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Can you get a mortgage with bad credit?

Hoping to buy your dream home but wondering if you can get a mortgage with bad credit? While it is harder, it's not impossible – we’ll look at how you can get a mortgage with a bad credit history.

Before we jump in, it’s worth noting that having bad credit may limit the range of mortgage deals you can apply for, and it may be more expensive.

Here's everything you need to know about getting a mortgage with bad credit to help you get onto the property ladder.


  • Lenders can offer mortgages for first-time buyers and homeowners with bad credit

  • It is always worth checking your credit score before starting a mortgage application

  • There are a couple of clear strategies for improving your credit score

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What is bad credit?

If you have ‘bad credit’, or a poor credit rating, it usually means you have missed or been late with some payments in the past.

This could be utility bill payments, loan repayments or any other situation where you failed to pay on time, or in full.

Another factor that can harm your credit record is applying for credit a lot, or being ordered to pay someone money as the result of legal action.

Also, never applying for credit can damage your rating, as you don’t have a proven record of repaying money.

You can find out more about what can harm your credit score, so you can avoid these in the future.

Your credit history is one of the key factors that lenders use to assess whether or not they’ll give you a mortgage, and how generous that deal may be.

The good news is that lenders offer mortgages for first-time buyers and homeowners with bad credit, and the process is similar to a regular mortgage application.

Getting a mortgage with bad credit

Whether you want to buy a house or remortgage, remember there are different types of ‘bad credit’, and these are treated in different ways.

So first, you need to get an idea of how your particular credit situation will appear to a lender.

A lender will be reluctant to approve your mortgage if you have:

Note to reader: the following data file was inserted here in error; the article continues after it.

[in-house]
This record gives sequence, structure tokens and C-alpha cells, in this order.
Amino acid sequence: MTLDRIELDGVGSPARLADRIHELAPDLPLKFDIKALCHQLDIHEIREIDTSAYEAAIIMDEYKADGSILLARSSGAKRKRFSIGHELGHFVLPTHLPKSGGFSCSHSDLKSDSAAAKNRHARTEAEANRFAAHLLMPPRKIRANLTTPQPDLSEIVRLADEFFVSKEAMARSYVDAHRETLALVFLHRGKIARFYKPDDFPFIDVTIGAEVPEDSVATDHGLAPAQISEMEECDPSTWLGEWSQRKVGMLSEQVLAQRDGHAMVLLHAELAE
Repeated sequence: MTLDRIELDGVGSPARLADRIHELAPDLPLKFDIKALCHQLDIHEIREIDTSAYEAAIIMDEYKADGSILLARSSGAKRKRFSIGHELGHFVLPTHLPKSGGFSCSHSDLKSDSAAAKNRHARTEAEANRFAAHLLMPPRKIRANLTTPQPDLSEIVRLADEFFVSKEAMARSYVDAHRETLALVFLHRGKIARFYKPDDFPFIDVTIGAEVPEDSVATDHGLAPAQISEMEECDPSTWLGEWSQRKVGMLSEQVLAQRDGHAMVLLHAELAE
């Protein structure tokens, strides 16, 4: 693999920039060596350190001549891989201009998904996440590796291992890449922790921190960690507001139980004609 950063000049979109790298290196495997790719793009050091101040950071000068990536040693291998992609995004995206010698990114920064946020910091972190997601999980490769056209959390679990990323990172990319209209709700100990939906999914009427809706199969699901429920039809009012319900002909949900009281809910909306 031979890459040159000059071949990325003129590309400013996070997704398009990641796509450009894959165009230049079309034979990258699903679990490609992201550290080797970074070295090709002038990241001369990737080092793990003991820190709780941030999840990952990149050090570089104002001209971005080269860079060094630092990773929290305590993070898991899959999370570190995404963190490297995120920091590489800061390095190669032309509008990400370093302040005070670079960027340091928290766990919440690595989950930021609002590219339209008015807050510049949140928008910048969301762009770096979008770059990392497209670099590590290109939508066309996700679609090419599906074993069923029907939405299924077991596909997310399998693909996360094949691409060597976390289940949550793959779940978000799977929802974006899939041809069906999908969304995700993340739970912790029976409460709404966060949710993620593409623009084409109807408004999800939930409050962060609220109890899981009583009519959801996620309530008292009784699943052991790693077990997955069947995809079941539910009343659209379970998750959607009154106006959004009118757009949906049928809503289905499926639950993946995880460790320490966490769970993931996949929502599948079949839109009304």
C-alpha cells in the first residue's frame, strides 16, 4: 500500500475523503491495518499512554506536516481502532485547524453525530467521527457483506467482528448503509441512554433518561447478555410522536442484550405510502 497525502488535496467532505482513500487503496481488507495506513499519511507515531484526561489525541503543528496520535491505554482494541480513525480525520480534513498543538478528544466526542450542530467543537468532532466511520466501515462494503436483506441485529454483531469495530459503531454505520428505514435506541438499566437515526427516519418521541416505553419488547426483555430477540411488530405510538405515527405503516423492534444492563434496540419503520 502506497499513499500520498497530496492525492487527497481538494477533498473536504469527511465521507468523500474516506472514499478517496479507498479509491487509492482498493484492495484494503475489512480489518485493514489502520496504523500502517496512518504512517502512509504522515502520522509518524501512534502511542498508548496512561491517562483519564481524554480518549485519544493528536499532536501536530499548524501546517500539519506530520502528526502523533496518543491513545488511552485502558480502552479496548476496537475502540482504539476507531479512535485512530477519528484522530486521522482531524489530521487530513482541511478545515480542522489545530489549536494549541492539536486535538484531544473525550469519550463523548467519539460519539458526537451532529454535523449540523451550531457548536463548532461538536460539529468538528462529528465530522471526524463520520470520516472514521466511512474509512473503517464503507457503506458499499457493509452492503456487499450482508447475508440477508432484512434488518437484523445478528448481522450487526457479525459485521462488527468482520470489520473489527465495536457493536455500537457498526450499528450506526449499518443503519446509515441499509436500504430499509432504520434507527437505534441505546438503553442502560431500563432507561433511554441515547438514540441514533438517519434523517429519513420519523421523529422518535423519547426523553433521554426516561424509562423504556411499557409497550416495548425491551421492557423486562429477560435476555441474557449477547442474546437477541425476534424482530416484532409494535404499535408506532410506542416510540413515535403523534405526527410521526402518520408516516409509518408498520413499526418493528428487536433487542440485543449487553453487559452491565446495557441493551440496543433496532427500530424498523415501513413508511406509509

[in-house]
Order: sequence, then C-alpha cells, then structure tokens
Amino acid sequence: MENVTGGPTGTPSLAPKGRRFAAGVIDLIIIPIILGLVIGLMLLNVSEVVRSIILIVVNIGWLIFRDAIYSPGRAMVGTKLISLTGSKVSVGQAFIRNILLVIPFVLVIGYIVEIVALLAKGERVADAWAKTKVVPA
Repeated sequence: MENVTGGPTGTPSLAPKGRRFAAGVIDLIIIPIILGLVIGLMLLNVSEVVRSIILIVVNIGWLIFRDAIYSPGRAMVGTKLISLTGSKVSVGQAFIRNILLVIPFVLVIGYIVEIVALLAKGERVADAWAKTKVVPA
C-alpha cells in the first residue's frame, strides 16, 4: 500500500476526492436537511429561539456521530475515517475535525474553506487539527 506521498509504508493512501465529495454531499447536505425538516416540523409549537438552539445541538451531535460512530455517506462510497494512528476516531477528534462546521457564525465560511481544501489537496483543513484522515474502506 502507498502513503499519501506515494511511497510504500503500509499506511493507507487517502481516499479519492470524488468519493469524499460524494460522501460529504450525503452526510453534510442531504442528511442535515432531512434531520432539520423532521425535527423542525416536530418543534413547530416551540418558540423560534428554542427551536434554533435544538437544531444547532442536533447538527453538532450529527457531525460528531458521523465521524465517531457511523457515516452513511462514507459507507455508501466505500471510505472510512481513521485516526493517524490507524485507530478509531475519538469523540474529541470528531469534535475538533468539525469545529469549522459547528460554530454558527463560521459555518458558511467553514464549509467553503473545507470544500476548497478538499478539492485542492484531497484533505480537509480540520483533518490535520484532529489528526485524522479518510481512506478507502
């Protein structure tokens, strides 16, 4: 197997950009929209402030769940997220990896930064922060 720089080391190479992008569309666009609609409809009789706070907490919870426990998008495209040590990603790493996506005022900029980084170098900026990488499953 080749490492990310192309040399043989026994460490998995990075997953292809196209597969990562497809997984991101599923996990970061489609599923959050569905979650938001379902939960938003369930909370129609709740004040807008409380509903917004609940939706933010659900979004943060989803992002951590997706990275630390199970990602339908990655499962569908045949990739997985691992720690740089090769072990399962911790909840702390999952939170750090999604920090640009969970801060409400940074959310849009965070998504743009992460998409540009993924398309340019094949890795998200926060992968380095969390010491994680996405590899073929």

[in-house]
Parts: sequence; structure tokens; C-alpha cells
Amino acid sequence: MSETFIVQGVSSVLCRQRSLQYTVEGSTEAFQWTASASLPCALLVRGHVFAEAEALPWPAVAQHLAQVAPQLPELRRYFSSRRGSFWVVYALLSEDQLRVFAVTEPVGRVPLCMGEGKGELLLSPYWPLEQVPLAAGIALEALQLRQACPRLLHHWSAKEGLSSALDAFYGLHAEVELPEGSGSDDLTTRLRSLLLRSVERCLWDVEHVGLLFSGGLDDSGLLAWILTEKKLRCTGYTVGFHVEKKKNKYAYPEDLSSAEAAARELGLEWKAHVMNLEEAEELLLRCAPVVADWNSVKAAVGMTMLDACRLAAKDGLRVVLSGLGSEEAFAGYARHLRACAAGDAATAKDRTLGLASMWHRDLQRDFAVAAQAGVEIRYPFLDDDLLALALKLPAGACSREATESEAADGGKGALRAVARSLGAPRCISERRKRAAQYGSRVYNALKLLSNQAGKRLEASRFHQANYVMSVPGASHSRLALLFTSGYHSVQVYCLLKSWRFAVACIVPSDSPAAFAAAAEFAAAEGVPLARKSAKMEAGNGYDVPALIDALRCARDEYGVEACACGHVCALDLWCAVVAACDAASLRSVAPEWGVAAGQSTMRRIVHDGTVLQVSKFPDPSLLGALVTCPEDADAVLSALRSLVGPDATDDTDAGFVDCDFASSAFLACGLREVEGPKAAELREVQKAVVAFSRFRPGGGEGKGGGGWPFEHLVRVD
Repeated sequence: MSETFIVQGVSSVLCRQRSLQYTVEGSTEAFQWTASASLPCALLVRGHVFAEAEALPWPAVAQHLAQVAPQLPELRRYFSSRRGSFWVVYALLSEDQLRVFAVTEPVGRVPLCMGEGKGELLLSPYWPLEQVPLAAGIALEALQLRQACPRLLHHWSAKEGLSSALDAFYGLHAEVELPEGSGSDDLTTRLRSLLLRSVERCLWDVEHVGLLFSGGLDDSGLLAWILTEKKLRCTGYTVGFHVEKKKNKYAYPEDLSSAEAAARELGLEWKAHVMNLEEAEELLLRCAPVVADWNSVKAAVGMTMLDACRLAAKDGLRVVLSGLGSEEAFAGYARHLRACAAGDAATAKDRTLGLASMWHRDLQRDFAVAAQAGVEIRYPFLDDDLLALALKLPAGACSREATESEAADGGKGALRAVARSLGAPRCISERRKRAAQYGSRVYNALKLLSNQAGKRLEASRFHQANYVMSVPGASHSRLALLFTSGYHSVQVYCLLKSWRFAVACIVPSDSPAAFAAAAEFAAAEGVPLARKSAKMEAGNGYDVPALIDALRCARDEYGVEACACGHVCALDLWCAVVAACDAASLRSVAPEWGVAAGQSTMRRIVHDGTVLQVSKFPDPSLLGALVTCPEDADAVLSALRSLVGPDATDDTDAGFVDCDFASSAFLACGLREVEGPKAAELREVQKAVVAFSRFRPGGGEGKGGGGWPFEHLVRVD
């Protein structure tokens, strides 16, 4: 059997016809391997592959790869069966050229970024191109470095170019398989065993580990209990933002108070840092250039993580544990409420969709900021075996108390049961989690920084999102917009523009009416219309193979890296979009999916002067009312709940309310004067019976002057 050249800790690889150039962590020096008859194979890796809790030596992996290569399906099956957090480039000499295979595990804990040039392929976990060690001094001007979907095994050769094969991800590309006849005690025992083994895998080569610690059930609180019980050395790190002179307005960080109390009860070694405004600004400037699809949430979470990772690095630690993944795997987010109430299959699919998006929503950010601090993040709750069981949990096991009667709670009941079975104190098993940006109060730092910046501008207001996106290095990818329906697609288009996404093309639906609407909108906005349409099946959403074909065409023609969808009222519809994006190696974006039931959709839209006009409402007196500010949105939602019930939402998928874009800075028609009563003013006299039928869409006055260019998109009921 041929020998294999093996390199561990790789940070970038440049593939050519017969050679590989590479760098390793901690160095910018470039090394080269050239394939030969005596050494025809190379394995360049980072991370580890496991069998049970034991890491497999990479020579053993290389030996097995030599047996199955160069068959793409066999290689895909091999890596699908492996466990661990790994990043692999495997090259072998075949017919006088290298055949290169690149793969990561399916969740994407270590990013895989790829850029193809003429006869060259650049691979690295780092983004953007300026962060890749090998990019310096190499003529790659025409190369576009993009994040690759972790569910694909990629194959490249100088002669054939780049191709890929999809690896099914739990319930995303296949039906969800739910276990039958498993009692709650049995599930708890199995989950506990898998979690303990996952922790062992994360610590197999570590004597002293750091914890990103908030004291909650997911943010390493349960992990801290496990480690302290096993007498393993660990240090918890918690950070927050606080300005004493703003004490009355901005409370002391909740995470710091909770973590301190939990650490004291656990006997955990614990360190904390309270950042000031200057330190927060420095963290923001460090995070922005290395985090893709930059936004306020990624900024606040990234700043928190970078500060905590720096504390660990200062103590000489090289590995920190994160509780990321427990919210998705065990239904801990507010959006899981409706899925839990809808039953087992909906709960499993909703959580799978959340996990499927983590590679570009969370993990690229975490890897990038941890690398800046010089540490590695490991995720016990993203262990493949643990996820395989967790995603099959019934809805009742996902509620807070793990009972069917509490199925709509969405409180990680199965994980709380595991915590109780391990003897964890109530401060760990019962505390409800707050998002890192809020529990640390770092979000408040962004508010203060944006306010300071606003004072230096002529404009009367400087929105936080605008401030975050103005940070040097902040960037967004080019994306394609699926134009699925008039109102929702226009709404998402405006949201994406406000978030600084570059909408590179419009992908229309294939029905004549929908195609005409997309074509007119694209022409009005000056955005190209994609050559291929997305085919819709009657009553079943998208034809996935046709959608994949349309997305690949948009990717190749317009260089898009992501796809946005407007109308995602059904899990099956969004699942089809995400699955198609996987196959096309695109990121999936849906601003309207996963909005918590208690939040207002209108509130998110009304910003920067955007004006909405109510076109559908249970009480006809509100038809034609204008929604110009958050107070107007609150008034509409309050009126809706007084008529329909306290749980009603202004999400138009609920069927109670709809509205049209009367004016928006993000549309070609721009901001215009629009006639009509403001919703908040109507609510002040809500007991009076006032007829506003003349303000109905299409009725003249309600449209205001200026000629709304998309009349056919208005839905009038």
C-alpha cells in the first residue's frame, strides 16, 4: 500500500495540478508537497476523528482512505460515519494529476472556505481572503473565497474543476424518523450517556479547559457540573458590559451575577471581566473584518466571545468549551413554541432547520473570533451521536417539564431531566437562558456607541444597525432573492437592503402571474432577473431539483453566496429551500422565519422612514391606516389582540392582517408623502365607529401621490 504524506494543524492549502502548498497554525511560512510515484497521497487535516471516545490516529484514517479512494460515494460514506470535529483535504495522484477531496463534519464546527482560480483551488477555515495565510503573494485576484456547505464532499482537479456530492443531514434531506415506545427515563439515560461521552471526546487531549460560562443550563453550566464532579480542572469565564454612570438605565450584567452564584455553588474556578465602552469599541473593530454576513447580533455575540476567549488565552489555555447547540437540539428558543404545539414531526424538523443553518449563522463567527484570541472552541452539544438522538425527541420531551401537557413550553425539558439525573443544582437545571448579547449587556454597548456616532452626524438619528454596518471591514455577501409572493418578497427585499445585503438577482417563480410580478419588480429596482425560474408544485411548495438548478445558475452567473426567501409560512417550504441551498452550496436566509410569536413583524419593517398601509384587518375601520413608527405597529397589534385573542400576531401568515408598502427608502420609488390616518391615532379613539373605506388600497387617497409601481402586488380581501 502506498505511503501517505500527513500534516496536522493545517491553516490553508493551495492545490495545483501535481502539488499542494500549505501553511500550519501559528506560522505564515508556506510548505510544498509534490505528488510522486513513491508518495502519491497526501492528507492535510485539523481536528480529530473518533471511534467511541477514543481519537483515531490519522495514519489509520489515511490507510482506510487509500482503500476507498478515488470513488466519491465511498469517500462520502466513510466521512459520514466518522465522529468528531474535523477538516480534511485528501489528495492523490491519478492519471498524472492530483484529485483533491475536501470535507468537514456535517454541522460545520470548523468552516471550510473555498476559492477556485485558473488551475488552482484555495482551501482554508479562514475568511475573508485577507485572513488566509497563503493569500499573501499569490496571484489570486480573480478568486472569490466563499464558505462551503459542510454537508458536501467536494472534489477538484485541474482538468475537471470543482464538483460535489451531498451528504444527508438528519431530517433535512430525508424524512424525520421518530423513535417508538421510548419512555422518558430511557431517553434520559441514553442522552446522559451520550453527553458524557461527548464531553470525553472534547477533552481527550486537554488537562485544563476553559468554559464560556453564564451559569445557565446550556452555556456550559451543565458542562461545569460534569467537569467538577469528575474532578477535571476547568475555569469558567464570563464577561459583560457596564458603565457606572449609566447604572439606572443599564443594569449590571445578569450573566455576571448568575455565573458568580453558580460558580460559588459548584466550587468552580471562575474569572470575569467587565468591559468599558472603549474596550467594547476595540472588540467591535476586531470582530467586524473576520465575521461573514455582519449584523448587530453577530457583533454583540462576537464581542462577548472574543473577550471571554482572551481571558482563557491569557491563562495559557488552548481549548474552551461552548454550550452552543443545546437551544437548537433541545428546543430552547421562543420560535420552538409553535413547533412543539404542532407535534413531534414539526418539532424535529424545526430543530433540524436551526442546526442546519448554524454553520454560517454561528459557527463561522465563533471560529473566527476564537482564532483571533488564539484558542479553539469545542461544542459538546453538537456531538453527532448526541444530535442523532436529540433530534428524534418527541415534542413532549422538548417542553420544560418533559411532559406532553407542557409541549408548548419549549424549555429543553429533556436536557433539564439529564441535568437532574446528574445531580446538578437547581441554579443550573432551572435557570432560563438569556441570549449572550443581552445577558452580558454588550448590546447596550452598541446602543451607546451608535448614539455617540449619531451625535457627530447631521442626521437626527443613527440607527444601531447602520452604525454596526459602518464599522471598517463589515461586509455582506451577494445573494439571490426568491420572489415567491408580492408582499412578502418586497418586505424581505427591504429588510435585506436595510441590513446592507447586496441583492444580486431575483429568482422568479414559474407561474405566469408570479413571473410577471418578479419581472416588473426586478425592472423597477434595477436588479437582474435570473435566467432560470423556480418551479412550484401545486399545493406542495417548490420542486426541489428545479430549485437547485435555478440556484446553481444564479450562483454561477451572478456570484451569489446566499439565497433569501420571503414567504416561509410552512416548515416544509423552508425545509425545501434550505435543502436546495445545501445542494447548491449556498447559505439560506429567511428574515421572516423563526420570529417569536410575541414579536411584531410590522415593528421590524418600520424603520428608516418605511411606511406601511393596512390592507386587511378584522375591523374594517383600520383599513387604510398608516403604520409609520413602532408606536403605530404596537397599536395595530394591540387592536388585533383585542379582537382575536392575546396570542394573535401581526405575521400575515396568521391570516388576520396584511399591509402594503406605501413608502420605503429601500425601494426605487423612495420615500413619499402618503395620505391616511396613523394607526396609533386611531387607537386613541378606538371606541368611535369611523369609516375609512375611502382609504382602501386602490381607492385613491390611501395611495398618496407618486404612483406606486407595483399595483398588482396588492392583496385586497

• Defaulted on a loan, including a payday one.

  • Had any items repossessed.

  • Been issued a county court judgement (CCJ) in the last 12 months relating to debt that is secured against a property or asset.

However, after a year or two has passed, lenders may be more willing to accept your application.

You might still need a large deposit (at least 25%) or, if you are remortgaging, a lot of equity, which will make you less of a lending risk.

Anything else you can do to convince lenders that you are low-risk is worth trying.

Lenders may be more willing to approve a mortgage if your adverse credit relates to unsecured finance. This means that while you had a debt you failed to repay, it wasn’t secured against any property or assets.

Lenders may be happy accepting a mortgage application if you have late payments, defaults and CCJs for unsecured finance.

Even applicants who have declared bankruptcy may be successful, but again you are likely to need at least a 25% deposit.

It is also possible to have a steady source of income, but still have a poor credit history.

Lenders prefer applicants with reliable incomes as it means you are more likely to make every payment, but the type of bad credit you have could still affect your application.

It is worth speaking to a mortgage broker who specialises in deals for those with bad credit.

Unbiased can quickly connect you with a mortgage broker who may be able to find the best deal based on your circumstances.

You can find out how much money you might be able to borrow using Unbiased’s mortgage repayment calculator.

What credit score do I need?

Your credit score is a rating assigned to you by credit reference agencies based on your financial history.  

Different agencies using their own unique systems and will give you different scores, so they aren’t comparable, but lenders will use one or more of your credit scores to assess your application.

Generally, lower credit ratings indicate a history of poor credit, and many lenders will have a minimum threshold – if you are below this, they won’t consider an application.

Your mortgage broker can give you a clear idea of where you sit with different banks based on your credit score and may be able to suggest measures you can take to improve it.

Above all, remember that lenders have different thresholds, so a rejection from one doesn’t mean you won’t get accepted by another.

How can I check my credit score?

It is always worth checking your credit score before starting a mortgage application.

The big three credit rating agencies are Experian, Equifax and TransUnion.